dispersed across the World Wide Web; what is important about
the new phenomenon is not only the success of its most visible
exponents, but instead also the ‘long tail’ [3] of other user-led
spaces which have emerged at every juncture of cyberspace, and
are beginning to spread into offline worlds.
But it is not these spaces alone which have driven the rise of user-
led content creation approaches: just as crucial has been the
emergence of a new generation of users who have the skills,
abilities, and above all the interest and enthusiasm to use them.
PR industry watchdog Trendwatching.com has described this new
generation of users as ‘Generation C’ [4], following previous
constructs such as X and Y but adding its own unique attributes to
the mix. ‘C’, in this description, stands in the first instance for
‘content’ and ‘creativity’ – but as a result of the models of content
creation and content sharing employed by this new group of users
also contributes to the ‘casual collapse’ of established media and
other industry models (from Murdoch’s NewsCorp to the
proprietary software production models increasingly under threat
from open source projects, or to the bitter rear-guard action fought
by the Encyclopædia Britannica against its upstart rival Wikipedia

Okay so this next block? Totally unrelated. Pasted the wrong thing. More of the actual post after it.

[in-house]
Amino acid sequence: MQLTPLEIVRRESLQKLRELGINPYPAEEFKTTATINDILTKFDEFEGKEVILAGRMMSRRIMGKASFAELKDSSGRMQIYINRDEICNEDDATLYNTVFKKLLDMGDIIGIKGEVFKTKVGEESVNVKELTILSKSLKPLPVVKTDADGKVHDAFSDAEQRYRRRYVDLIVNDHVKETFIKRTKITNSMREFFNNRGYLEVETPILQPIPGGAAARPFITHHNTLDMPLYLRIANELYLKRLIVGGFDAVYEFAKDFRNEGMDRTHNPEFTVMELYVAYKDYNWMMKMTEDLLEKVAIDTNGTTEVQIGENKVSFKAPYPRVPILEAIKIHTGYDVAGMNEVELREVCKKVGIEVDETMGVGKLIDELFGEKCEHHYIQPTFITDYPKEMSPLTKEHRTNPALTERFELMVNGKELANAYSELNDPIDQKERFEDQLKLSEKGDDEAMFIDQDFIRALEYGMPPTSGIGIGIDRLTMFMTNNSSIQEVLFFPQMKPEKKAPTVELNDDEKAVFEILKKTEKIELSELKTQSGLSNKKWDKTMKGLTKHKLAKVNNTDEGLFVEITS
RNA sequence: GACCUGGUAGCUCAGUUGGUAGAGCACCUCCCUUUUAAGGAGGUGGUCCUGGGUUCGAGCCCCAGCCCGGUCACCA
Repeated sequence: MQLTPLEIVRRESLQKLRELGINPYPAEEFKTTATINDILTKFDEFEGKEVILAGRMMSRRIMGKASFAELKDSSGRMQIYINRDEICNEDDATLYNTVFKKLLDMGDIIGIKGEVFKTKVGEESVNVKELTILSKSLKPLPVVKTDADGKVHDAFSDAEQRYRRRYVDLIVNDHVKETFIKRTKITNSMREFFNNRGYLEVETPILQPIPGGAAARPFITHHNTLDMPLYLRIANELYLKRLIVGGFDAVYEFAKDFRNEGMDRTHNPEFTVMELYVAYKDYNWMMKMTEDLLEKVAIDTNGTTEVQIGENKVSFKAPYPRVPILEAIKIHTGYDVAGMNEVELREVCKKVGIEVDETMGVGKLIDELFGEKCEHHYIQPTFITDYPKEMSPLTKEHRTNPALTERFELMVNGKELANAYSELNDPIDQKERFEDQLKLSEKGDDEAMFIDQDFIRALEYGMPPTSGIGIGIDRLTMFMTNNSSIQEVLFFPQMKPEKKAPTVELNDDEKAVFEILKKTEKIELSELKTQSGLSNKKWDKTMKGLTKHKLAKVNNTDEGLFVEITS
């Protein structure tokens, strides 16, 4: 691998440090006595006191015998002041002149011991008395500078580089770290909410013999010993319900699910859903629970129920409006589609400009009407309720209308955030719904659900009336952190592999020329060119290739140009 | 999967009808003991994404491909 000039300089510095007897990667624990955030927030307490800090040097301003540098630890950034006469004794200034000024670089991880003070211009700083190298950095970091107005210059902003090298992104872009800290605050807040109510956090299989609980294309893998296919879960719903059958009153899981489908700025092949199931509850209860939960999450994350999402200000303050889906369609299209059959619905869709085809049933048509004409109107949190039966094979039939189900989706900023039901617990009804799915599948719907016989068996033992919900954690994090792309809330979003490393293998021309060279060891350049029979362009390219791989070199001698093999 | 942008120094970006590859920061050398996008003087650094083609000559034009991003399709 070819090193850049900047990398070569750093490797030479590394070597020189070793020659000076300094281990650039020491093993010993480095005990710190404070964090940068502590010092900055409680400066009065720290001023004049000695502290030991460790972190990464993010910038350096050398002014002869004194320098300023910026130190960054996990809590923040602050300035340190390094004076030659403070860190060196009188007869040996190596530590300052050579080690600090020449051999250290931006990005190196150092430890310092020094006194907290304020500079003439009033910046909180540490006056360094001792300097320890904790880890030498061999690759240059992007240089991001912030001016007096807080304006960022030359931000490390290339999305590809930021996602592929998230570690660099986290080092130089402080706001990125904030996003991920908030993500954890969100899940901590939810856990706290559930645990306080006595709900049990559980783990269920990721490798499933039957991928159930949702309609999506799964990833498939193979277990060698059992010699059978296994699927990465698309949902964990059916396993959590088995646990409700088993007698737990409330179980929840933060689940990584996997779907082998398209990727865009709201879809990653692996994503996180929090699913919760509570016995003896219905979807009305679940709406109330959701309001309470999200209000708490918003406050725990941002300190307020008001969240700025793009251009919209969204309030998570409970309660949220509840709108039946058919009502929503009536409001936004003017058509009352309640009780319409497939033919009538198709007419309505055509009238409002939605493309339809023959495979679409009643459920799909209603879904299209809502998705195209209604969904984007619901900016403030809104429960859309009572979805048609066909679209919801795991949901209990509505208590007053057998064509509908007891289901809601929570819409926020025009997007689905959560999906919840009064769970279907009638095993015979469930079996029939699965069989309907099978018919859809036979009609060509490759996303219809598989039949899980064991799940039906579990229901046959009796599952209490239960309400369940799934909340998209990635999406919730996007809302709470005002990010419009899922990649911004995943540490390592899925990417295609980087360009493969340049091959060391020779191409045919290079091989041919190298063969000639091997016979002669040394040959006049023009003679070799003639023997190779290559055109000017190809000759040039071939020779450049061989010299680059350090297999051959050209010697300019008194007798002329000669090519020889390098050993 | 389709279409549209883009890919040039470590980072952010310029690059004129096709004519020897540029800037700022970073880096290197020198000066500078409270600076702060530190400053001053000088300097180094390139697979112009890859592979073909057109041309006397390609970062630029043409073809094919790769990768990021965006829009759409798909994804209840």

[5]). As old models decline, then, their absence presents
opportunities for Generation C to exercise their own ‘control’
over content, and gain ‘celebrity’, as well as – as Trendwatching
adds in a 2007 update to its original descriptions – generate ‘cash’
from its activities [6].
The social dimensions of the Generation C idea are mirrored on
the technological side by another recent buzzword – ‘Web2.0’ [7].
While accusations of boosterism may be levelled against both
terms, it is nonetheless true that like Generation C, Web2.0
describes the technological framework for a notable (if perhaps
more gradual than implied in the ‘2.0’ version numbering) shift
from static to dynamic content, from hierarchically managed to
collaboratively and continuously developed material, and from
user-as-consumer to user-as-contributor. Tim O’Reilly, originator
of the term, offers this definition for ‘Web2.0’:
Web 2.0 is the business revolution in the computer
industry caused by the move to the internet as platform,
and an attempt to understand the rules for success on
that new platform. Chief among those rules is this:
Build applications that harness network effects to get
better the more people use them. (This is what I've
elsewhere called "harnessing collective intelligence.")
[8]
Neither Web2.0 nor its chief users, Generation C, should be seen
as having emerged suddenly and without precedent. Instead, they
are in line with a long tradition of models which describe the
gradual rise of the informed and active consumer or user, a line
reaching back at least as far as Alvin Toffler’s work in the early
1970s on the ‘prosumer’ [9], who utilised the increased amount of